A good, old-fashioned literary horror tale for sophisticated readers.

LONG LANKIN

A thoroughly terrifying, centuries-old monster stalks two children sent from London to stay with their great-aunt in the country.

Cora and little sister Mimi's Auntie Ida could hardly be less welcoming when they show up at her door, sent by their father while their Mum, always prone to "funny moods," is away—again. They must keep the windows and doors locked, even though the crumbling old house is steaming in the summer heat. They mustn't explore in the house, or go down to the marshes, or—especially—go down to the old church. Roger and his brother Pete, local boys, are also forbidden to go there, but when the four children fall in together, down to the church they go—and wake up Long Lankin. He likes them young. This atmospheric, pulse-pounding debut makes the most of its rural, post–World War II setting, a time and place where folklore uneasily informs reality. Barraclough controls her narrative with authority, shifting voices and tenses to provide both perspective and the occasional welcome respite from tension. The actual threat remains mostly unknown for almost the first half of the book, evident mostly in the long scratches by the door, the fetid stench of the church, the secretiveness of the villagers and, overwhelmingly, Auntie Ida's frank terror. If some of the historical exposition comes very conveniently, readers won't care—they will be too busy flipping the pages as Long Lankin closes in.

A good, old-fashioned literary horror tale for sophisticated readers. (Historical fantasy. 10-14)

Pub Date: July 10, 2012

ISBN: 978-0-7636-5808-3

Page Count: 464

Publisher: Candlewick

Review Posted Online: May 23, 2012

Kirkus Reviews Issue: June 15, 2012

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This is no didactic near-future warning of present evils, but a cinematic adventure featuring endearing, compelling heroes

LEGEND

From the Legend series , Vol. 1

A gripping thriller in dystopic future Los Angeles.

Fifteen-year-olds June and Day live completely different lives in the glorious Republic. June is rich and brilliant, the only candidate ever to get a perfect score in the Trials, and is destined for a glowing career in the military. She looks forward to the day when she can join up and fight the Republic’s treacherous enemies east of the Dakotas. Day, on the other hand, is an anonymous street rat, a slum child who failed his own Trial. He's also the Republic's most wanted criminal, prone to stealing from the rich and giving to the poor. When tragedies strike both their families, the two brilliant teens are thrown into direct opposition. In alternating first-person narratives, Day and June experience coming-of-age adventures in the midst of spying, theft and daredevil combat. Their voices are distinct and richly drawn, from Day’s self-deprecating affection for others to June's Holmesian attention to detail. All the flavor of a post-apocalyptic setting—plagues, class warfare, maniacal soldiers—escalates to greater complexity while leaving space for further worldbuilding in the sequel.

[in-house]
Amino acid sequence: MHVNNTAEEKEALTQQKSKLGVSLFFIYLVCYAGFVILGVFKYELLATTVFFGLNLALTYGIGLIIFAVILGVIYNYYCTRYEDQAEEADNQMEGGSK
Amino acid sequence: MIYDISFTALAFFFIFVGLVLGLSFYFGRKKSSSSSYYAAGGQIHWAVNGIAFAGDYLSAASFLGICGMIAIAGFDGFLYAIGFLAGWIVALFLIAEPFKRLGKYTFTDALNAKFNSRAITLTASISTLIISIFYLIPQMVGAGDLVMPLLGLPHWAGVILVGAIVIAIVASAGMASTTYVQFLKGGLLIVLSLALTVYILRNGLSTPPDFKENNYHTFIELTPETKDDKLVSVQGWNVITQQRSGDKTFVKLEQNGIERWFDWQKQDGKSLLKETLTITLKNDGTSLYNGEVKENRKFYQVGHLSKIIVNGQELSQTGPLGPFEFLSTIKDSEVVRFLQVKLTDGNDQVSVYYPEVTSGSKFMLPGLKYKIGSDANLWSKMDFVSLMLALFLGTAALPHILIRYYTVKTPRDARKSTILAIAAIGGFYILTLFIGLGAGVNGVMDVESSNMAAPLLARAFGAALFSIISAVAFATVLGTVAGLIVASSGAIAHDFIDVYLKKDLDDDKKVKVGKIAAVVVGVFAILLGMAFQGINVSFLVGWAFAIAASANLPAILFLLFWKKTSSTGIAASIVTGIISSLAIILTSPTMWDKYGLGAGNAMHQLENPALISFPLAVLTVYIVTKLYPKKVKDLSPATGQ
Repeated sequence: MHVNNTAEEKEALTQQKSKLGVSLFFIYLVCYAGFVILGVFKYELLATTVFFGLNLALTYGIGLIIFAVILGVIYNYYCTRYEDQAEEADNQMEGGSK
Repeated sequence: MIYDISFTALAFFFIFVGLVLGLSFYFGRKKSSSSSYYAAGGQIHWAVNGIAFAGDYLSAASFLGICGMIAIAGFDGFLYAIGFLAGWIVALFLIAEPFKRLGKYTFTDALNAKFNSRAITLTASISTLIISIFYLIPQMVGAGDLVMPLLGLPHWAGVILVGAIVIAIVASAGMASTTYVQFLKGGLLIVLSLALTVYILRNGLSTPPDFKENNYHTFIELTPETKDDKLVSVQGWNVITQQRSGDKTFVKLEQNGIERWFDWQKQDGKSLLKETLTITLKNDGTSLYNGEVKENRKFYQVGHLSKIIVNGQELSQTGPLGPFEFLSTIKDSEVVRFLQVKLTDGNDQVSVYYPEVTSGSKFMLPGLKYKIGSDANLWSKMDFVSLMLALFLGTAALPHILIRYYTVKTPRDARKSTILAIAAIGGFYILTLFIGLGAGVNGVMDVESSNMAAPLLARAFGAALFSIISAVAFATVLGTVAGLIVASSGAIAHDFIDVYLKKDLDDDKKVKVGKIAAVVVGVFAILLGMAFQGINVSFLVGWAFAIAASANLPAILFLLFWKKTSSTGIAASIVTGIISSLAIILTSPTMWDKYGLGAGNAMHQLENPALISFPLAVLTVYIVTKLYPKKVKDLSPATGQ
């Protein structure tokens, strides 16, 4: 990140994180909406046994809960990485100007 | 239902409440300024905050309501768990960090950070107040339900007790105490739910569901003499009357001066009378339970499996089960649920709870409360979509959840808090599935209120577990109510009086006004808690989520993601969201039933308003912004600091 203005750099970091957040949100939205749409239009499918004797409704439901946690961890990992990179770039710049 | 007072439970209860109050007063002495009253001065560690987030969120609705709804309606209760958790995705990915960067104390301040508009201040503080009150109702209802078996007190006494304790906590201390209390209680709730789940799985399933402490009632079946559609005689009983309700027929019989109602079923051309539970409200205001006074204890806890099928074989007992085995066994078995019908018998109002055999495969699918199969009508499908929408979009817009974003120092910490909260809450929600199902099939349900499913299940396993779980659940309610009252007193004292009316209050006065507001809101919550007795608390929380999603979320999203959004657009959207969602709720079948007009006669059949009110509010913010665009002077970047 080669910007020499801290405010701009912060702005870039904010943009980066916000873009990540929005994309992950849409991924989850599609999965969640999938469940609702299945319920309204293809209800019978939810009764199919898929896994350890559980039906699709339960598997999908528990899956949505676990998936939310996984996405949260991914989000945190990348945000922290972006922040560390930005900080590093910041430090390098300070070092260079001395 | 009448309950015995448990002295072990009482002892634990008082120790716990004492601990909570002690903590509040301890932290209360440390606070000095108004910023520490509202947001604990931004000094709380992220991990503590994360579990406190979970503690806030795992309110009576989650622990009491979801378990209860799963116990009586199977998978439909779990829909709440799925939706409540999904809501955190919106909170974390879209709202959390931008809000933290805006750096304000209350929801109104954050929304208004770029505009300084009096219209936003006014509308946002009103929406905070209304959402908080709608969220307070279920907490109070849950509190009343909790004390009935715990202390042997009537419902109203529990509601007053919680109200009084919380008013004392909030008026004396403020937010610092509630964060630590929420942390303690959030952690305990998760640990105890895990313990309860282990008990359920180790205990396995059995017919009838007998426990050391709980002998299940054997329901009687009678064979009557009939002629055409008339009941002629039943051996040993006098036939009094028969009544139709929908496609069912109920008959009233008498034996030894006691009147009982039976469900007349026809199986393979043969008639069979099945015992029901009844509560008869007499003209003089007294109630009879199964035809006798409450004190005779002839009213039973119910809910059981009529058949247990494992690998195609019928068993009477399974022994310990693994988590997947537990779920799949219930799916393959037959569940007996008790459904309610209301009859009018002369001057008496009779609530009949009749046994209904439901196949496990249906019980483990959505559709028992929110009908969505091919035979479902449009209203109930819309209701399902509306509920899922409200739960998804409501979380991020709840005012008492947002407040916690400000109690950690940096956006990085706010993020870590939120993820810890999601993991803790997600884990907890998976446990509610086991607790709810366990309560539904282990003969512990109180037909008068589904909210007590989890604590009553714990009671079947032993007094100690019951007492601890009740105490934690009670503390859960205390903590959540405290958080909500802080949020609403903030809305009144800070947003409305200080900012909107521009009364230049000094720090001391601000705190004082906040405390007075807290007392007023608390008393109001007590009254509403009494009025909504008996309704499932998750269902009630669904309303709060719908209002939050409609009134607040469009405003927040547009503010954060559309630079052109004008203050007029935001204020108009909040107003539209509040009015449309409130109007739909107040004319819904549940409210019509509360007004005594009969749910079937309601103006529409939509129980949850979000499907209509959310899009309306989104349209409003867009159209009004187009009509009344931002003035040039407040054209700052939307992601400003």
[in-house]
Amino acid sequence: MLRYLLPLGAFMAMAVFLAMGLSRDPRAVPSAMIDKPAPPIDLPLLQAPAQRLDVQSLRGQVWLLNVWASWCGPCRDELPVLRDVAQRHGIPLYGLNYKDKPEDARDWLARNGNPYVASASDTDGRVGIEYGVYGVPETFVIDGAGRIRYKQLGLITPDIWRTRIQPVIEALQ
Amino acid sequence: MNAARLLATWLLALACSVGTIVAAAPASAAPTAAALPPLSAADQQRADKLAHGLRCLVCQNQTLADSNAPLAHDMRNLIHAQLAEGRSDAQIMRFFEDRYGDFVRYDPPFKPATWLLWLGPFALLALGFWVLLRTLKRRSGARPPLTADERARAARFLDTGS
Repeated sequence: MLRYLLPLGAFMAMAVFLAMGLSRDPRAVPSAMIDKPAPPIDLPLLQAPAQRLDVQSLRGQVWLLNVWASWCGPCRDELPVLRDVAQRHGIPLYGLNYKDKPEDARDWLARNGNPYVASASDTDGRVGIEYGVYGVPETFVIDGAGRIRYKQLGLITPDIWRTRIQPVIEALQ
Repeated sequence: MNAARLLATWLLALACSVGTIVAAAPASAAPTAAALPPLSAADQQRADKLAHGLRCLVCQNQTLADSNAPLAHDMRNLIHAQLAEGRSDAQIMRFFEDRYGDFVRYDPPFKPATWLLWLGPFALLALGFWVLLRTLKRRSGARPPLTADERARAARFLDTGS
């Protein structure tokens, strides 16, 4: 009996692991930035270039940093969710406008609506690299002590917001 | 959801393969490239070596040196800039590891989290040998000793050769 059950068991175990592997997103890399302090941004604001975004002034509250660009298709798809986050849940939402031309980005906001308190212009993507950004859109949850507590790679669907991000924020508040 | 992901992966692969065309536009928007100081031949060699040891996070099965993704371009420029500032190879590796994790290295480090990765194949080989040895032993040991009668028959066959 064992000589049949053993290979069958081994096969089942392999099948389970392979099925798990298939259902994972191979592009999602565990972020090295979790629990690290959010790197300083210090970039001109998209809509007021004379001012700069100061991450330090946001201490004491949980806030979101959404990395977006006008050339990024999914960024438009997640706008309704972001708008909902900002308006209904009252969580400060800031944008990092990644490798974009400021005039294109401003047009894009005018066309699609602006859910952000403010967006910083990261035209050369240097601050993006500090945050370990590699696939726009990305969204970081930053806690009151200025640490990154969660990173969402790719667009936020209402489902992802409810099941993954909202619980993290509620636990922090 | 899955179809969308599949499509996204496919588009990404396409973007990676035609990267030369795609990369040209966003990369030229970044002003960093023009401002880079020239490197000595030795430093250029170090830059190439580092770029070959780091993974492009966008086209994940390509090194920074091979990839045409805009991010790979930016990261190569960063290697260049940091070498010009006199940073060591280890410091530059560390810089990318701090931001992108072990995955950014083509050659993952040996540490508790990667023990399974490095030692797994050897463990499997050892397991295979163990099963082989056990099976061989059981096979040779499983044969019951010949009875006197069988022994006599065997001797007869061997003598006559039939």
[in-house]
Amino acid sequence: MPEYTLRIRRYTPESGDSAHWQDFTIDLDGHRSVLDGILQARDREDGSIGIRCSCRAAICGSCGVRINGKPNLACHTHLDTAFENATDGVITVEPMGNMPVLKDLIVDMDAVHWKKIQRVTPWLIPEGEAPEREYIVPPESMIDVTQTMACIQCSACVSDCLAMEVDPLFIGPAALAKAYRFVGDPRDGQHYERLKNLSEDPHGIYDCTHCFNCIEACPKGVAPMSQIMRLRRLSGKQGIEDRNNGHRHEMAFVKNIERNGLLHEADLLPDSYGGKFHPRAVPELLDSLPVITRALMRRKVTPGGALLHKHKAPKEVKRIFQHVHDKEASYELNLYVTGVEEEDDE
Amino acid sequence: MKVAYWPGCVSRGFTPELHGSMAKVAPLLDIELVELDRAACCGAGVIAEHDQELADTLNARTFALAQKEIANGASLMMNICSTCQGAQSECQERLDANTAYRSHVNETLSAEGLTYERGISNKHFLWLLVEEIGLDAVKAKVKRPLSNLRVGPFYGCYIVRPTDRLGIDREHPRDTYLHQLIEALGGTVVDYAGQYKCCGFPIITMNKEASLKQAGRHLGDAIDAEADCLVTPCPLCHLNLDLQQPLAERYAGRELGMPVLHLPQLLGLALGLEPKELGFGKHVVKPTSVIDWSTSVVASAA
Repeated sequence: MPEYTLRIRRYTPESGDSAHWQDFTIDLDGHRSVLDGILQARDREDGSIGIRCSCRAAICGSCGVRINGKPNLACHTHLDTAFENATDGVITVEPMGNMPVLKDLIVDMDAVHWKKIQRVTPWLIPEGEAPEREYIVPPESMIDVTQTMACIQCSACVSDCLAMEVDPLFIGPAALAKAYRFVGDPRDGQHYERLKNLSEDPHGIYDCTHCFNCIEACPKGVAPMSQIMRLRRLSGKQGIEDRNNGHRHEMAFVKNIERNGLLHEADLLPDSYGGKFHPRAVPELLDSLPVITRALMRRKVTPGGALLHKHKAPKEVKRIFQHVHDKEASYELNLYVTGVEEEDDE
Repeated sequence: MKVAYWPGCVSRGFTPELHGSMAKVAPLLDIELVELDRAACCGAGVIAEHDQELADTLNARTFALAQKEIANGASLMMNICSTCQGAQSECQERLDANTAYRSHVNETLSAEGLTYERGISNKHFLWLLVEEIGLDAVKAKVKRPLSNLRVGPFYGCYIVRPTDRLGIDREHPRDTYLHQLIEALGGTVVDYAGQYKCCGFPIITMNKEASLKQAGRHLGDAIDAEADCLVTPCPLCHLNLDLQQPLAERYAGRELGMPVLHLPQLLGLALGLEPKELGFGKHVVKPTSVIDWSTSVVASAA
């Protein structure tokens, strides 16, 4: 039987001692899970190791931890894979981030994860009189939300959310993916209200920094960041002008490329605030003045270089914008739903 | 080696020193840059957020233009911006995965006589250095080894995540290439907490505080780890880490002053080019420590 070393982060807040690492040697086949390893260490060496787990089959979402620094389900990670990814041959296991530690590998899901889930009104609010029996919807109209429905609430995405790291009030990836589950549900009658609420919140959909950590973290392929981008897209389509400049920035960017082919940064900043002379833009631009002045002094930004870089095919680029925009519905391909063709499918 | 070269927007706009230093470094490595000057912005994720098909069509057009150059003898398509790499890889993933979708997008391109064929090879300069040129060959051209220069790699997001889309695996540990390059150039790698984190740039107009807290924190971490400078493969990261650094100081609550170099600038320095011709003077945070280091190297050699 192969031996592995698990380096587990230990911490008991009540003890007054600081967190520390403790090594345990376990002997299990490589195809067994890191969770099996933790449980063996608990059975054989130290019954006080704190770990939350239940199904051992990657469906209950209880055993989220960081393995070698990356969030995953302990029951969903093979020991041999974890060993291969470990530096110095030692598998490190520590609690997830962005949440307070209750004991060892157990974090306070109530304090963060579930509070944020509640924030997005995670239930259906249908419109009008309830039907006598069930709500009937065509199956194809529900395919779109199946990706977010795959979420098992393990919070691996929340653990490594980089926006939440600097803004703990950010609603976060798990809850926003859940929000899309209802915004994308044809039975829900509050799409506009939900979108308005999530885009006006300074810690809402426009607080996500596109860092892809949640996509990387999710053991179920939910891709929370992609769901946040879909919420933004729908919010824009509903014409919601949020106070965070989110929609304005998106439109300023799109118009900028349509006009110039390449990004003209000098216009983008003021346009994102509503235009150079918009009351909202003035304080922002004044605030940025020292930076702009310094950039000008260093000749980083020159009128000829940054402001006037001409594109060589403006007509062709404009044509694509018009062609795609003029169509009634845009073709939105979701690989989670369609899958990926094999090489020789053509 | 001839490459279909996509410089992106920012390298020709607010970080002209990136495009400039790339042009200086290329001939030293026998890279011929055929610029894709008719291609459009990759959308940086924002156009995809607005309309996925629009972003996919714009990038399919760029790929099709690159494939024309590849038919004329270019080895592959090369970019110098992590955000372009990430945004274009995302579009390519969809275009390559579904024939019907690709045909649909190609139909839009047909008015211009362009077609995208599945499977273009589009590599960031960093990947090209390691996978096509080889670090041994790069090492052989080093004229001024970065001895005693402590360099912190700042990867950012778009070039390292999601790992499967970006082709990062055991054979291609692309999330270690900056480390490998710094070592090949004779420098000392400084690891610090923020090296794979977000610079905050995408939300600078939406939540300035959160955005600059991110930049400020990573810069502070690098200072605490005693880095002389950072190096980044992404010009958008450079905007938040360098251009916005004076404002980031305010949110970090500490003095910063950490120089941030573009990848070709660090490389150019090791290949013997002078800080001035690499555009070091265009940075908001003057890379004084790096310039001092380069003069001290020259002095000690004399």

This is no didactic near-future warning of present evils, but a cinematic adventure featuring endearing, compelling heroes . (Science fiction. 12-14)

Pub Date: Nov. 29, 2011

ISBN: 978-0-399-25675-2

Page Count: 336

Publisher: Putnam

Review Posted Online: April 8, 2011

Kirkus Reviews Issue: Oct. 15, 2011

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A trilogy opener both rich and strange, if heavy at the front end.

MISS PEREGRINE'S HOME FOR PECULIAR CHILDREN

From the Peculiar Children series , Vol. 1

Riggs spins a gothic tale of strangely gifted children and the monsters that pursue them from a set of eerie, old trick photographs.

The brutal murder of his grandfather and a glimpse of a man with a mouth full of tentacles prompts months of nightmares and psychotherapy for 15-year-old Jacob, followed by a visit to a remote Welsh island where, his grandfather had always claimed, there lived children who could fly, lift boulders and display like weird abilities. The stories turn out to be true—but Jacob discovers that he has unwittingly exposed the sheltered “peculiar spirits” (of which he turns out to be one) and their werefalcon protector to a murderous hollowgast and its shape-changing servant wight. The interspersed photographs—gathered at flea markets and from collectors—nearly all seem to have been created in the late 19th or early 20th centuries and generally feature stone-faced figures, mostly children, in inscrutable costumes and situations. They are seen floating in the air, posing with a disreputable-looking Santa, covered in bees, dressed in rags and kneeling on a bomb, among other surreal images. Though Jacob’s overdeveloped back story gives the tale a slow start, the pictures add an eldritch element from the early going, and along with creepy bad guys, the author tucks in suspenseful chases and splashes of gore as he goes. He also whirls a major storm, flying bullets and a time loop into a wild climax that leaves Jacob poised for the sequel.

A trilogy opener both rich and strange, if heavy at the front end. (Horror/fantasy. 12-14)

Pub Date: June 7, 2011

ISBN: 978-1-59474-476-1

Page Count: 234

Publisher: Quirk Books

Review Posted Online: March 31, 2014

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